Inria Awards 2014
Nicholas Ayache: Inria - French Académie des sciences Grand Prize 2014
Inria / Photo Y. Obrenovitch
As an exceptional grade senior researcher at Inria, Nicholas Ayache is one of the most eminent researchers in the field of medical imaging analysis and simulation. He has cultivated a deep interest in industry and helped to create five start-up businesses. The common denominator in his various successes is a remarkable talent for teamwork and the development of skills around new ideas.
At the start of his higher education, Nicholas Ayache hesitated for a long time between scientific studies and medicine. He eventually opted for sciences, but a few years later he reconciled his favourite two fields in order to become a pioneer in a new field of research, that of computational medical imaging.
In computer science, Nicholas Ayache was initially interested in computer vision. He joined Inria in 1981 to write a thesis on the subject, his supervisor being Olivier Faugeras. For seven years, he designed autonomous robots with enhanced artificial vision (recognition of bulk objects, stereoscopic vision, navigation based on visual maps). He devised very original methods for comparing images and shapes which brought him into contact with the most brilliant scientific minds of the day, including Michael Brady, then a researcher at MIT.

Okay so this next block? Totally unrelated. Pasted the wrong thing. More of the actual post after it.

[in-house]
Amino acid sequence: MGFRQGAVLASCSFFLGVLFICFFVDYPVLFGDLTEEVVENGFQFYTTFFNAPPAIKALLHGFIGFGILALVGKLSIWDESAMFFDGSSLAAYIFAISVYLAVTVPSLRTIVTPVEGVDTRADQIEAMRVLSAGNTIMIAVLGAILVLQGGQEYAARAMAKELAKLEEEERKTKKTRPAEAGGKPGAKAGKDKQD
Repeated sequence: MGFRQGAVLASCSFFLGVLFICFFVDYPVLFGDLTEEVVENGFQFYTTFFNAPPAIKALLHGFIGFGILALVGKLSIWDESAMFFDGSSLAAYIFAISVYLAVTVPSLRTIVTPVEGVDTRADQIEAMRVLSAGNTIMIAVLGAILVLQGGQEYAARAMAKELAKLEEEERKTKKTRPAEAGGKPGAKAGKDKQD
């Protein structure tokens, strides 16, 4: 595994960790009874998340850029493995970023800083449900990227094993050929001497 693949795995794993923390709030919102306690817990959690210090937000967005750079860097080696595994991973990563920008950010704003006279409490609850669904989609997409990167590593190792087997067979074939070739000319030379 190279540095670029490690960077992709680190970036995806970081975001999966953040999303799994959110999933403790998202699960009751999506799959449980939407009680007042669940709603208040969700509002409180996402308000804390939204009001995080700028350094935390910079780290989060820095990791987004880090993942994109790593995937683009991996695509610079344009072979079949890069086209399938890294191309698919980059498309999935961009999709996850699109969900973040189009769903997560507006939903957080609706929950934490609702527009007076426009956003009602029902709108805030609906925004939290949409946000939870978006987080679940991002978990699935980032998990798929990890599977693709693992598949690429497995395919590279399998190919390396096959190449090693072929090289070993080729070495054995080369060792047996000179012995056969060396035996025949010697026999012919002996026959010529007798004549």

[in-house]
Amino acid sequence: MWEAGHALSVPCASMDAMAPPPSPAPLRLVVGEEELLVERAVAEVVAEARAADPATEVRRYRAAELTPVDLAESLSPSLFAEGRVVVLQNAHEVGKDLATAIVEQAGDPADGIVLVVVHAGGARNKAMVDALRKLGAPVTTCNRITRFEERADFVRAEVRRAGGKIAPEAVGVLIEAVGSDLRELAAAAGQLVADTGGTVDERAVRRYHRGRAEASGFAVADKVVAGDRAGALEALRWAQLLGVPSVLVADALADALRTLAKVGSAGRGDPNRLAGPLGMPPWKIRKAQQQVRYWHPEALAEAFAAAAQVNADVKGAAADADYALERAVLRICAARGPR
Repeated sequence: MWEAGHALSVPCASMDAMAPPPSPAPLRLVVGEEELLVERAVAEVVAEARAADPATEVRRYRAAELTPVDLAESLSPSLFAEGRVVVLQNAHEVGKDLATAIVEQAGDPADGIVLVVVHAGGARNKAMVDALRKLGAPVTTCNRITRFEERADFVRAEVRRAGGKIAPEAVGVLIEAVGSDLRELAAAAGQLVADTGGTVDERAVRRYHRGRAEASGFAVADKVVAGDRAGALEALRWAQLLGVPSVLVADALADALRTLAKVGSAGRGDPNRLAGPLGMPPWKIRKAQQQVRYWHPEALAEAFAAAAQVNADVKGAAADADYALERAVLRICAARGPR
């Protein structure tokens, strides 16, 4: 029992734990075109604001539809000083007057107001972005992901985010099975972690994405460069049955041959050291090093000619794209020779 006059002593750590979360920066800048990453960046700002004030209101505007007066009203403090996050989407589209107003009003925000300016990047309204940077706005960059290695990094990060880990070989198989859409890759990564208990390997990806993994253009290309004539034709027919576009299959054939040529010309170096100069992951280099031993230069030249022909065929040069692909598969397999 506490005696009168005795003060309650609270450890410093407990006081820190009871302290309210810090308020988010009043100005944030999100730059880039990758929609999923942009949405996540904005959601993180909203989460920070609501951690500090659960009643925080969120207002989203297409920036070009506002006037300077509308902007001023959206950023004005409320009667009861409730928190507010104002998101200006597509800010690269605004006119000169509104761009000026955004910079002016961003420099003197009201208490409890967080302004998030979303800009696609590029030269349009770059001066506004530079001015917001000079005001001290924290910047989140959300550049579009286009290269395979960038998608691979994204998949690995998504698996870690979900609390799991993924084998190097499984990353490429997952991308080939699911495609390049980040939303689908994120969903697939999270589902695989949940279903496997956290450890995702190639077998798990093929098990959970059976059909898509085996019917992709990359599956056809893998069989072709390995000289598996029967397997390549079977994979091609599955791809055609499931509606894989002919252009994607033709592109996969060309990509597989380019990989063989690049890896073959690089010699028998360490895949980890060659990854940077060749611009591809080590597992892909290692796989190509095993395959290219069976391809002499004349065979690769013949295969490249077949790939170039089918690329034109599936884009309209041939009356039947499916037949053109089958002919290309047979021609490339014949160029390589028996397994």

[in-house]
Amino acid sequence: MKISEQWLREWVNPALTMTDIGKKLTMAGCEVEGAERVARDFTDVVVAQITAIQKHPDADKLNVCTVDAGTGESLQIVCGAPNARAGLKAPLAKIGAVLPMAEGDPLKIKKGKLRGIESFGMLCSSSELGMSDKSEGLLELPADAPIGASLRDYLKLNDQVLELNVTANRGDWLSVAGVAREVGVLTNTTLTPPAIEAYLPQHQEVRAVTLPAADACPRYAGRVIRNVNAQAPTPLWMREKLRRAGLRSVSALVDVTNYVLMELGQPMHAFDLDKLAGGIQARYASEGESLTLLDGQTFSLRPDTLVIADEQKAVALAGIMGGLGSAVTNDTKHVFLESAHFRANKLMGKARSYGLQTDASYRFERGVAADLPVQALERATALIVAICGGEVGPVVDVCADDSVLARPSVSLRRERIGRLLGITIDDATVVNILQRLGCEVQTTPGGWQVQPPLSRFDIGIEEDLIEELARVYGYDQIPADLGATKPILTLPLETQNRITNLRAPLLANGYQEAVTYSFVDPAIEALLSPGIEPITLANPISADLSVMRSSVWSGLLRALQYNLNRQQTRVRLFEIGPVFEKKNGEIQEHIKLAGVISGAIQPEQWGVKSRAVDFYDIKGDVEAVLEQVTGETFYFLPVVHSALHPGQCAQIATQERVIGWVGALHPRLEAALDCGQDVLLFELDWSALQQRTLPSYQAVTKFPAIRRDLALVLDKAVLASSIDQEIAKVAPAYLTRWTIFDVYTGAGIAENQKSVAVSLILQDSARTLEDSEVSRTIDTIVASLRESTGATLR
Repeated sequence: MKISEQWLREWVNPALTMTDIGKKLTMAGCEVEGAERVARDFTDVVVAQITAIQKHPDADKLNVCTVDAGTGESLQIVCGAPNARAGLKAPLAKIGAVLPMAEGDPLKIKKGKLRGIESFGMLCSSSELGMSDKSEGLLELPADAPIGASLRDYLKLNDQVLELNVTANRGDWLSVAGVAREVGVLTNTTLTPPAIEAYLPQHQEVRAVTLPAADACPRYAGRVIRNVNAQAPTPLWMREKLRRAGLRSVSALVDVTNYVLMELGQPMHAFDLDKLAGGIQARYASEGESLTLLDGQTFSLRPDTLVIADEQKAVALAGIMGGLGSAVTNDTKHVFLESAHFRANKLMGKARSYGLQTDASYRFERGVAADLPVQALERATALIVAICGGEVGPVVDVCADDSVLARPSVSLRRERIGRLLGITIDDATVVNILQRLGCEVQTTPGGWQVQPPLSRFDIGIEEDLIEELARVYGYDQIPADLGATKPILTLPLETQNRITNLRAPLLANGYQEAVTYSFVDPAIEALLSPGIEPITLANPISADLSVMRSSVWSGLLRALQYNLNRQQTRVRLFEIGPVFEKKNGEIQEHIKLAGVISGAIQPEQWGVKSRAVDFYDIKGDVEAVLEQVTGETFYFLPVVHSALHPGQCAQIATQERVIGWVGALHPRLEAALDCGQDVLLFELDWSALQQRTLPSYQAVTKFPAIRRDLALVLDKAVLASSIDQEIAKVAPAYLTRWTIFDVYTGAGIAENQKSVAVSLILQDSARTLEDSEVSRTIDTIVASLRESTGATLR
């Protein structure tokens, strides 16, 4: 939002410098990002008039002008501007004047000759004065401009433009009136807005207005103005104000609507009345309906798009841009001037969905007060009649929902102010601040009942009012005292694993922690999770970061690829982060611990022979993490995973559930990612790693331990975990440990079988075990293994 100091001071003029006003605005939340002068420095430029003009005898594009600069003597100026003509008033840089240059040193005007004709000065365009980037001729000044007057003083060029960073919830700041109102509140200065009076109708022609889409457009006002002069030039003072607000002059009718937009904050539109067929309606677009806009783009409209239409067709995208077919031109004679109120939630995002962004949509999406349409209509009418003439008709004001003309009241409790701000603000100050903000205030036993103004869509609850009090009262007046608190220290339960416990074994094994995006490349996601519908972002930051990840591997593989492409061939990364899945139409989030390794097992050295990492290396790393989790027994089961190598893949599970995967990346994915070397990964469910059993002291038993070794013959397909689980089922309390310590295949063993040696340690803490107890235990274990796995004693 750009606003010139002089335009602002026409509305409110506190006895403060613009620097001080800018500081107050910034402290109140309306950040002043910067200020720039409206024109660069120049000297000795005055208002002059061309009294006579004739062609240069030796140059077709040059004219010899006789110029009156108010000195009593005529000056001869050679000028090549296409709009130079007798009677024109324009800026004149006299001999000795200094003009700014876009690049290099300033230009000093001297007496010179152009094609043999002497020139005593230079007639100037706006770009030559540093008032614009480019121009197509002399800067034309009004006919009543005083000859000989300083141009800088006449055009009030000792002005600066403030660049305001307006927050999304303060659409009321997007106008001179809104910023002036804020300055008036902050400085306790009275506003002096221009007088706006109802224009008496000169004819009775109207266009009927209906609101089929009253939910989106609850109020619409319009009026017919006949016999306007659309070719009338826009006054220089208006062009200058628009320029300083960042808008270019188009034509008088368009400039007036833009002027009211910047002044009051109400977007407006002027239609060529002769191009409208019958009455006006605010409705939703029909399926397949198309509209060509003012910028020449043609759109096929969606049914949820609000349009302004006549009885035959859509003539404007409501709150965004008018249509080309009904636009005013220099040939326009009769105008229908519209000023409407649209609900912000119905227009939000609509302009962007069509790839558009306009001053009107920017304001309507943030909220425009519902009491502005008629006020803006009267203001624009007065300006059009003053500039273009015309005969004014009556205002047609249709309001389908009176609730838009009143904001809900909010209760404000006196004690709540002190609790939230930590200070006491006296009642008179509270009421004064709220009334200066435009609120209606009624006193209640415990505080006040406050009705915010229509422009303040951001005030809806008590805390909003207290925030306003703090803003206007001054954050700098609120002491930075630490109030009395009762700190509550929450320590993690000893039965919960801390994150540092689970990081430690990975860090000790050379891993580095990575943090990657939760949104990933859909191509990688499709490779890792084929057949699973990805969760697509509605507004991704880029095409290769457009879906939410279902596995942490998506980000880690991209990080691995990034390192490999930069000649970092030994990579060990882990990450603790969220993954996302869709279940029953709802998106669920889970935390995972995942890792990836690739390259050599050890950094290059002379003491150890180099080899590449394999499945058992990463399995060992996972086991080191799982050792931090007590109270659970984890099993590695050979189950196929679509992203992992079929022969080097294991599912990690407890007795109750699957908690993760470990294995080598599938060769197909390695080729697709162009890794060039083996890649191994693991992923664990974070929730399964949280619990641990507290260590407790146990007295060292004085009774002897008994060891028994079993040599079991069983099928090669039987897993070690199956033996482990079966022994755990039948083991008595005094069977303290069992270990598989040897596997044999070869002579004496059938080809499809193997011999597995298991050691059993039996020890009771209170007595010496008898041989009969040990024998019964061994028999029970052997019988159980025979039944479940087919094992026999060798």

Computational medical imaging
As from 1988, Nicholas Ayache created the alchemy in which he achieved such brilliance. He formed the Epidaure team, named in homage to the Greek city and its medical sanctuary. This pioneering medical research team stood at the crossroads of medical imaging, computer vision and robotics. He subsequently participated in the design of new medical image analysis systems, image-guided therapy and surgical simulation. This research led to the first systems enabling temporal follow-up of patients’ images, the fusion of medical images from various modalities, the introduction of enhanced reality for surgery and interventional radiology, as well as surgical simulation with visual feedback and force feedback. These represent a number of scientific advances that are revolutionising medicine, and surgery in particular.